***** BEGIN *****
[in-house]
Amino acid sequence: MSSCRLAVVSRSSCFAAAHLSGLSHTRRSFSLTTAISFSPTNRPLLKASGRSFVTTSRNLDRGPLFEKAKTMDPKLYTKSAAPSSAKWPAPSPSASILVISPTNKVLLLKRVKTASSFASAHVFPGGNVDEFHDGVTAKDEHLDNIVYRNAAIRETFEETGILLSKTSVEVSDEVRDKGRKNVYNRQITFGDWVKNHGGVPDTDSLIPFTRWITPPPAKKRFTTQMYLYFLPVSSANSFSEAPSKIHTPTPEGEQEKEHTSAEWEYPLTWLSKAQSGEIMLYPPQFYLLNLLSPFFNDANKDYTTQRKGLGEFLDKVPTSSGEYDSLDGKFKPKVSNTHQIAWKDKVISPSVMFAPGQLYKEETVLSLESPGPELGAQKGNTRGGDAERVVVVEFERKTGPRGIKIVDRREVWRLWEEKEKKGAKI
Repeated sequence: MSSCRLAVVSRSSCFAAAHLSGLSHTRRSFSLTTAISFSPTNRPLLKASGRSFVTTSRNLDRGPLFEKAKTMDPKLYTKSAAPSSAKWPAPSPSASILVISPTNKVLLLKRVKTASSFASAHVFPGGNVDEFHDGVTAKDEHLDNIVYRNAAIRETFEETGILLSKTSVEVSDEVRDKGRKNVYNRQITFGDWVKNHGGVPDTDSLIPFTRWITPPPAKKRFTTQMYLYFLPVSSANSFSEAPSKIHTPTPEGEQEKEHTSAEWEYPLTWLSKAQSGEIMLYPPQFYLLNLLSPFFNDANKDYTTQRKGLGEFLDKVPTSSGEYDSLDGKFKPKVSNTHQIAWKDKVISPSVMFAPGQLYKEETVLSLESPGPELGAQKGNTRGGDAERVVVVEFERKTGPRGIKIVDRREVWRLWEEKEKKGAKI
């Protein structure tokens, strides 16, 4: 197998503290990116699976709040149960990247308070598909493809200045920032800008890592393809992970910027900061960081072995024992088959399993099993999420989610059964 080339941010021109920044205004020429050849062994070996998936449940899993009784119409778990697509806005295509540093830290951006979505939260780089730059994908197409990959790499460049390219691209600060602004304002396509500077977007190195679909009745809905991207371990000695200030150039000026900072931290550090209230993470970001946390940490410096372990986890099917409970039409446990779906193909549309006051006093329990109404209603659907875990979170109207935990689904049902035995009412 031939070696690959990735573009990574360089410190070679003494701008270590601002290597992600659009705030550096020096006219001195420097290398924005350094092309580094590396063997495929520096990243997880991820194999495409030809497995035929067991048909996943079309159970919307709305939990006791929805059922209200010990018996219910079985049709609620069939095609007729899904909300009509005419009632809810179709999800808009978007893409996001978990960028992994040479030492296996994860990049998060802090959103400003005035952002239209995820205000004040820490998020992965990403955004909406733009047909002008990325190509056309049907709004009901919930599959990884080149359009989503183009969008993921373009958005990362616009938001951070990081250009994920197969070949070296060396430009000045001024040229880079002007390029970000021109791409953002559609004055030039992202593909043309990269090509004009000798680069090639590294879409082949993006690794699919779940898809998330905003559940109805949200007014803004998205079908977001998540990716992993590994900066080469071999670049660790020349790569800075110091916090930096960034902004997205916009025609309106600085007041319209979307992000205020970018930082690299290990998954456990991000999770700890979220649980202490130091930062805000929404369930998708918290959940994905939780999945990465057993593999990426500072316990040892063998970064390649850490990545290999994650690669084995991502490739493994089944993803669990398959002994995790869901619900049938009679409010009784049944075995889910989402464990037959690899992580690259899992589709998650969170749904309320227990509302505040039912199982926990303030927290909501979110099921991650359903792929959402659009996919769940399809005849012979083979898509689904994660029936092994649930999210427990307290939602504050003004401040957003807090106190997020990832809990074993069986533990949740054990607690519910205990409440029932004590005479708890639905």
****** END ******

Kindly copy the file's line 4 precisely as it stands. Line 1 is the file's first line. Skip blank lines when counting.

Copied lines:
């Protein structure tokens, strides 16, 4: 197998503290990116699976709040149960990247308070598909493809200045920032800008890592393809992970910027900061960081072995024992088959399993099993999420989610059964 080339941010021109920044205004020429050849062994070996998936449940899993009784119409778990697509806005295509540093830290951006979505939260780089730059994908197409990959790499460049390219691209600060602004304002396509500077977007190195679909009745809905991207371990000695200030150039000026900072931290550090209230993470970001946390940490410096372990986890099917409970039409446990779906193909549309006051006093329990109404209603659907875990979170109207935990689904049902035995009412 031939070696690959990735573009990574360089410190070679003494701008270590601002290597992600659009705030550096020096006219001195420097290398924005350094092309580094590396063997495929520096990243997880991820194999495409030809497995035929067991048909996943079309159970919307709305939990006791929805059922209200010990018996219910079985049709609620069939095609007729899904909300009509005419009632809810179709999800808009978007893409996001978990960028992994040479030492296996994860990049998060802090959103400003005035952002239209995820205000004040820490998020992965990403955004909406733009047909002008990325190509056309049907709004009901919930599959990884080149359009989503183009969008993921373009958005990362616009938001951070990081250009994920197969070949070296060396430009000045001024040229880079002007390029970000021109791409953002559609004055030039992202593909043309990269090509004009000798680069090639590294879409082949993006690794699919779940898809998330905003559940109805949200007014803004998205079908977001998540990716992993590994900066080469071999670049660790020349790569800075110091916090930096960034902004997205916009025609309106600085007041319209979307992000205020970018930082690299290990998954456990991000999770700890979220649980202490130091930062805000929404369930998708918290959940994905939780999945990465057993593999990426500072316990040892063998970064390649850490990545290999994650690669084995991502490739493994089944993803669990398959002994995790869901619900049938009679409010009784049944075995889910989402464990037959690899992580690259899992589709998650969170749904309320227990509302505040039912199982926990303030927290909501979110099921991650359903792929959402659009996919769940399809005849012979083979898509689904994660029936092994649930999210427990307290939602504050003004401040957003807090106190997020990832809990074993069986533990949740054990607690519910205990409440029932004590005479708890639905």